In Drive Angry, Mr. Nicolas Cage drinks beer out of the skull of the bad guy. This is in reference to Cezanne’s famous: Our Savior Gets Drunk With Nazis On The Raft Of The Medusa. No, it isn’t. It doesn’t refer to anything (except for skulls and beer, of course). It doesn’t further the plot. It doesn’t expand the character. It’s just great. When you’re watching Drive Angry, what with all its retro explotationosity, it deceives you into thinking: ‘They don’t make them like this anymore’. But they never did. And they never will again.

Drive Angry lives to create an impossible universe. And yes, there’s minimal plot, character, or even structure. But it survives on the principle that you haven’t seen this before in a film, and that you want to. After – in what may have been the strangest alliances history – the born-again Christians and radical 1980s feminists got together and explained that we should be ashamed of nudity in films, we existed in the (real) world where the (film) world was no longer representative of the (real film) world (with boobies). Scratch that; the (film real) world (also with boobies). Don’t give me that look. You know exactly what I’m talking about.

The introduction of the heroine, for example, is a crucial scene. She will say something like, ‘I’m indecisive, and whiny about it. No wonder everybody loves me! ‘Sorry, that’s Twilight. We’ll be saving that for later. No, she’ll say something like, ‘It sure is hard work taking care of my orphaned nephew,’ and we, as audience members will breath a collective sigh of relief: ‘Aww, she’s motherly and potentially a virgin, satisfying the 1980s radical feminist and born-again Christian in all of us.’ When we meet our heroine in Drive Angry, she says, and I quote: ‘And I told him if I see that big ol’ dick of his anywhere near my face I’m gonna bite it in half’, and I, as an audience member, breathed a sigh of relief and said, out loud (I have witnesses): ‘I like her! ‘And this is even before we see her singing along to ‘Fuck the pain away’. And just so you don’t thing I’m being genderist about who I want to be slutty, it’s also a universe where a bar can be inexplicably named ‘Bull by the Balls’, and where Nicolas Cage can be involved in a elaborate shootout while having sex.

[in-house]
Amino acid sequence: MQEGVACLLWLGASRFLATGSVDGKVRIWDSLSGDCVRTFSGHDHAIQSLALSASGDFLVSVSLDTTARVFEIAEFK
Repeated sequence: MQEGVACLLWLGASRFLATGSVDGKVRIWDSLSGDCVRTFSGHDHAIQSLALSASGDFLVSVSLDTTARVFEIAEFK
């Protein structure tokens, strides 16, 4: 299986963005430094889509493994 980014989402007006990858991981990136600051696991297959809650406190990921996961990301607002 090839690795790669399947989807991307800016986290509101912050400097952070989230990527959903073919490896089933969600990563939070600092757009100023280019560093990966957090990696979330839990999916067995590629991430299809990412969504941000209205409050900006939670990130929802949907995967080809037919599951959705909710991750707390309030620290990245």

Read that again; I didn’t say after having been interrupted having sex. I said while having sex.

A midnight showing. That's how much I wanted to see it.

A midnight showing. That’s how much I wanted to see it.

But so as not to leave out the 1980s radical feminist or born-again Christians, Drive Angry also includes 3D superimpositions of blood over flashbacks, which unlike normal flashbacks, don’t actually tell you anything (see above). There’s a giant billboard of a snake that says: ‘Here it is!’, which is never explained or referred to again. There’s Mr. William Fichnter having a grand time playing The Accountant, who may be a demon. Or a ghost. Or someone who does a good Nicolas Cage impression at one point. It’s a little hazy. There are some devil worshippers who may been bringing back a new dominion of Satan. But maybe not. Also, a little hazy.

Am I reading too much into what is essentially an exploitation picture? No, you are reading too much into what is simply mediocre filmmaking, and too forgiving of ‘acting’ or ‘character’ or ‘mood’, which is usually, in fact, nothing happening. This may be an extreme version of Mr. Elmore Leonard’s dictum, but plot, character and even sense can, and should be jettisoned in the service of keeping us entertained. After the heavy reliance of close-ups on The Buick Riveira in the film’s opening, the car unceremoniously crashes, and Mr. Cage simply gets another one. The Buick is never seen or referred to again. This car (which will soon crash as well) has a license plate that reads ‘DRV ANGY’, as if the film doesn’t even have time for vowels.


The Take – Drive Angry 3D

Drinking beer from the skull of the bad guy…
..after it flies at the camera in 3D, of course.
Boobies (9 @$0.50)
It’s not a world where all woman are sluts. It’s a world where everyone is. ¡Viva la Revolución!
I can’t remember. Did I mention that HE DRINKS BEER FROM THE SKULL OF THE BAD GUY?
Here it is!
Total Profits
There is nothing wrong with this film.
Total Losses